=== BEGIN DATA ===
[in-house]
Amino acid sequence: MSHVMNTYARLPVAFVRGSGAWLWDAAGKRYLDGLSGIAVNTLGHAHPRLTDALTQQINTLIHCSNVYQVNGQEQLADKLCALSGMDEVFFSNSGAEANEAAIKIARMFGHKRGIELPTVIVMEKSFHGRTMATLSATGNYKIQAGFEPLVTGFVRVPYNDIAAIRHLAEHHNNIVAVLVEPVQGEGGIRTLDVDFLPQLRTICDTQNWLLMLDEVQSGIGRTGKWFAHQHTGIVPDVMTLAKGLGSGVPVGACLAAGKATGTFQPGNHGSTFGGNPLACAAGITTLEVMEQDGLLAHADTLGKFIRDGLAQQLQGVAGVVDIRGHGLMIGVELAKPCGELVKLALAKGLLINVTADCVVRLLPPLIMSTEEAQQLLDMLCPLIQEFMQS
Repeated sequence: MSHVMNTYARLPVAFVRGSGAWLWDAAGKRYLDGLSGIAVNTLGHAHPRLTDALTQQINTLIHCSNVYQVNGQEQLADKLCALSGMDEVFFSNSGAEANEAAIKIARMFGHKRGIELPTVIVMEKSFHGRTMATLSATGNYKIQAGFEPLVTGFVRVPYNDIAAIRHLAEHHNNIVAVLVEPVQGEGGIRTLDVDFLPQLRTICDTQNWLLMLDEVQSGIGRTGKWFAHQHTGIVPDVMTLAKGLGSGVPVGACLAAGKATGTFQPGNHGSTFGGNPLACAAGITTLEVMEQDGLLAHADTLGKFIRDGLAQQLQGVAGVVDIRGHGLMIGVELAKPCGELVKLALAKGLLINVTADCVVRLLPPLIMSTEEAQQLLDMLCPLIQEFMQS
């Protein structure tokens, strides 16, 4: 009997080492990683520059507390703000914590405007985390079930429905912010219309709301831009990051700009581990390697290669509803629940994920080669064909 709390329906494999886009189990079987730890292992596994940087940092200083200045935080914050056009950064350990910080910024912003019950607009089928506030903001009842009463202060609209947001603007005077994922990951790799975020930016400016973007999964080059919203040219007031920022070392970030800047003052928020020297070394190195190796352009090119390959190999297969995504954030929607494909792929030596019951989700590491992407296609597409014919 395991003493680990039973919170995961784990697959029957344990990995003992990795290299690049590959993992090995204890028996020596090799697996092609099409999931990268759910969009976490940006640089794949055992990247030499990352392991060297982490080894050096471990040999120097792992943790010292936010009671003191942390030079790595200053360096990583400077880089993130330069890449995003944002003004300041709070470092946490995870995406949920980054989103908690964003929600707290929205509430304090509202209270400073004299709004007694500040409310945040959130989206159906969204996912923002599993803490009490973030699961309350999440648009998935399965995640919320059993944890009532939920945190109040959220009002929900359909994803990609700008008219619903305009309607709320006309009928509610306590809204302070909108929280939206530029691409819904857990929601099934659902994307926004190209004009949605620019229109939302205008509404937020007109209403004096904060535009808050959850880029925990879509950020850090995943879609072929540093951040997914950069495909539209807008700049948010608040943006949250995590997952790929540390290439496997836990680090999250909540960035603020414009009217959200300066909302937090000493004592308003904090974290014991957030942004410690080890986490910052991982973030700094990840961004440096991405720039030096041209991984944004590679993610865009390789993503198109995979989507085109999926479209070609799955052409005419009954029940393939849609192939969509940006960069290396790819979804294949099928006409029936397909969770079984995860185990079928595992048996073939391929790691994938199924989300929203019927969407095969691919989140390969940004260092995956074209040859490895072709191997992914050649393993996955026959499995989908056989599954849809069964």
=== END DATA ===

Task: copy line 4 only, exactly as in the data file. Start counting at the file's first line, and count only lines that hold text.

């Protein structure tokens, strides 16, 4: 009997080492990683520059507390703000914590405007985390079930429905912010219309709301831009990051700009581990390697290669509803629940994920080669064909 709390329906494999886009189990079987730890292992596994940087940092200083200045935080914050056009950064350990910080910024912003019950607009089928506030903001009842009463202060609209947001603007005077994922990951790799975020930016400016973007999964080059919203040219007031920022070392970030800047003052928020020297070394190195190796352009090119390959190999297969995504954030929607494909792929030596019951989700590491992407296609597409014919 395991003493680990039973919170995961784990697959029957344990990995003992990795290299690049590959993992090995204890028996020596090799697996092609099409999931990268759910969009976490940006640089794949055992990247030499990352392991060297982490080894050096471990040999120097792992943790010292936010009671003191942390030079790595200053360096990583400077880089993130330069890449995003944002003004300041709070470092946490995870995406949920980054989103908690964003929600707290929205509430304090509202209270400073004299709004007694500040409310945040959130989206159906969204996912923002599993803490009490973030699961309350999440648009998935399965995640919320059993944890009532939920945190109040959220009002929900359909994803990609700008008219619903305009309607709320006309009928509610306590809204302070909108929280939206530029691409819904857990929601099934659902994307926004190209004009949605620019229109939302205008509404937020007109209403004096904060535009808050959850880029925990879509950020850090995943879609072929540093951040997914950069495909539209807008700049948010608040943006949250995590997952790929540390290439496997836990680090999250909540960035603020414009009217959200300066909302937090000493004592308003904090974290014991957030942004410690080890986490910052991982973030700094990840961004440096991405720039030096041209991984944004590679993610865009390789993503198109995979989507085109999926479209070609799955052409005419009954029940393939849609192939969509940006960069290396790819979804294949099928006409029936397909969770079984995860185990079928595992048996073939391929790691994938199924989300929203019927969407095969691919989140390969940004260092995956074209040859490895072709191997992914050649393993996955026959499995989908056989599954849809069964």